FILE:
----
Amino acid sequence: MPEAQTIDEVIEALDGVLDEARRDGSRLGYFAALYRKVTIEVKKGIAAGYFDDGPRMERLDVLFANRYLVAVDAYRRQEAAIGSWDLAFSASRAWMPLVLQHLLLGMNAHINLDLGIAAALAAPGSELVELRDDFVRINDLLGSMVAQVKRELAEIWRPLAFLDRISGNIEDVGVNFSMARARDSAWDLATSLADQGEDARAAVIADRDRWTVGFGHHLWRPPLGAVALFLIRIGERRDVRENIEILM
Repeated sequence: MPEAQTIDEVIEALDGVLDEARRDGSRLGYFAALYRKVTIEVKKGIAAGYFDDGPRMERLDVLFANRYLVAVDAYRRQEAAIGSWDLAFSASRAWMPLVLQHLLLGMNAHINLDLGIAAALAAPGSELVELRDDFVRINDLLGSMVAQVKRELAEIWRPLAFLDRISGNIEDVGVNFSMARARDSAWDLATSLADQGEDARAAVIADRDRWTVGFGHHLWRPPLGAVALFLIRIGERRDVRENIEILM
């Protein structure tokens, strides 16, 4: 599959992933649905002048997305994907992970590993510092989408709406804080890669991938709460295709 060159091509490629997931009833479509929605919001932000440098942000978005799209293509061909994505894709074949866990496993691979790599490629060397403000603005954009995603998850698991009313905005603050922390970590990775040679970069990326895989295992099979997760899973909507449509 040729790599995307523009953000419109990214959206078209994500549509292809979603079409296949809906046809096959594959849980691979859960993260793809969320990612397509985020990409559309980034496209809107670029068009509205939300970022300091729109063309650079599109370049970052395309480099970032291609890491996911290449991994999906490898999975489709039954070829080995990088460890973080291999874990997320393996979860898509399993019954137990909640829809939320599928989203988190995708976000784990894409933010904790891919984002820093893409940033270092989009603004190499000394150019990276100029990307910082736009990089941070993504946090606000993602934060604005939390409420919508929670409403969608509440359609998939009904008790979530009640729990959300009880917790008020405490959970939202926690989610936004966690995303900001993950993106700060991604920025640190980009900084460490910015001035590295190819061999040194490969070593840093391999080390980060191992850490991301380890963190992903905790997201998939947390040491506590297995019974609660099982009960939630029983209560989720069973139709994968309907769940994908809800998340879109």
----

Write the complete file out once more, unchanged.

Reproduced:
Amino acid sequence: MPEAQTIDEVIEALDGVLDEARRDGSRLGYFAALYRKVTIEVKKGIAAGYFDDGPRMERLDVLFANRYLVAVDAYRRQEAAIGSWDLAFSASRAWMPLVLQHLLLGMNAHINLDLGIAAALAAPGSELVELRDDFVRINDLLGSMVAQVKRELAEIWRPLAFLDRISGNIEDVGVNFSMARARDSAWDLATSLADQGEDARAAVIADRDRWTVGFGHHLWRPPLGAVALFLIRIGERRDVRENIEILM
Repeated sequence: MPEAQTIDEVIEALDGVLDEARRDGSRLGYFAALYRKVTIEVKKGIAAGYFDDGPRMERLDVLFANRYLVAVDAYRRQEAAIGSWDLAFSASRAWMPLVLQHLLLGMNAHINLDLGIAAALAAPGSELVELRDDFVRINDLLGSMVAQVKRELAEIWRPLAFLDRISGNIEDVGVNFSMARARDSAWDLATSLADQGEDARAAVIADRDRWTVGFGHHLWRPPLGAVALFLIRIGERRDVRENIEILM
């Protein structure tokens, strides 16, 4: 599959992933649905002048997305994907992970590993510092989408709406804080890669991938709460295709 060159091509490629997931009833479509929605919001932000440098942000978005799209293509061909994505894709074949866990496993691979790599490629060397403000603005954009995603998850698991009313905005603050922390970590990775040679970069990326895989295992099979997760899973909507449509 040729790599995307523009953000419109990214959206078209994500549509292809979603079409296949809906046809096959594959849980691979859960993260793809969320990612397509985020990409559309980034496209809107670029068009509205939300970022300091729109063309650079599109370049970052395309480099970032291609890491996911290449991994999906490898999975489709039954070829080995990088460890973080291999874990997320393996979860898509399993019954137990909640829809939320599928989203988190995708976000784990894409933010904790891919984002820093893409940033270092989009603004190499000394150019990276100029990307910082736009990089941070993504946090606000993602934060604005939390409420919508929670409403969608509440359609998939009904008790979530009640729990959300009880917790008020405490959970939202926690989610936004966690995303900001993950993106700060991604920025640190980009900084460490910015001035590295190819061999040194490969070593840093391999080390980060191992850490991301380890963190992903905790997201998939947390040491506590297995019974609660099982009960939630029983209560989720069973139709994968309907769940994908809800998340879109």